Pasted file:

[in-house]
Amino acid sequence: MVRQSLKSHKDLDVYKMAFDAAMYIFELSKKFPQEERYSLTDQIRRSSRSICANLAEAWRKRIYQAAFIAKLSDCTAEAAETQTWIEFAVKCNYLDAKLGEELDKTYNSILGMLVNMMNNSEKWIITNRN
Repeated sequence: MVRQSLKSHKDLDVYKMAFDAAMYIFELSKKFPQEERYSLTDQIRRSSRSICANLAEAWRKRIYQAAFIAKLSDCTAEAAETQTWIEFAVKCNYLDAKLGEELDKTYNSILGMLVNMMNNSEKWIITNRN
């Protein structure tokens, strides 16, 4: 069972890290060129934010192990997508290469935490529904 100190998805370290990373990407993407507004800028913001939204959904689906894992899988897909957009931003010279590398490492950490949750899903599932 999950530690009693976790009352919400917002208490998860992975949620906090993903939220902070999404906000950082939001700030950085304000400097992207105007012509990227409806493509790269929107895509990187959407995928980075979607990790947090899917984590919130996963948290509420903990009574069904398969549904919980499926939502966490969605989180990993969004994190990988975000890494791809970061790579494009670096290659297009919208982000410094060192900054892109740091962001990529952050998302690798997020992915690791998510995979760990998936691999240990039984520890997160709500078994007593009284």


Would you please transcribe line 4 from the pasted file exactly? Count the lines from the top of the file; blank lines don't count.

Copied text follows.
């Protein structure tokens, strides 16, 4: 069972890290060129934010192990997508290469935490529904 100190998805370290990373990407993407507004800028913001939204959904689906894992899988897909957009931003010279590398490492950490949750899903599932 999950530690009693976790009352919400917002208490998860992975949620906090993903939220902070999404906000950082939001700030950085304000400097992207105007012509990227409806493509790269929107895509990187959407995928980075979607990790947090899917984590919130996963948290509420903990009574069904398969549904919980499926939502966490969605989180990993969004994190990988975000890494791809970061790579494009670096290659297009919208982000410094060192900054892109740091962001990529952050998302690798997020992915690791998510995979760990998936691999240990039984520890997160709500078994007593009284």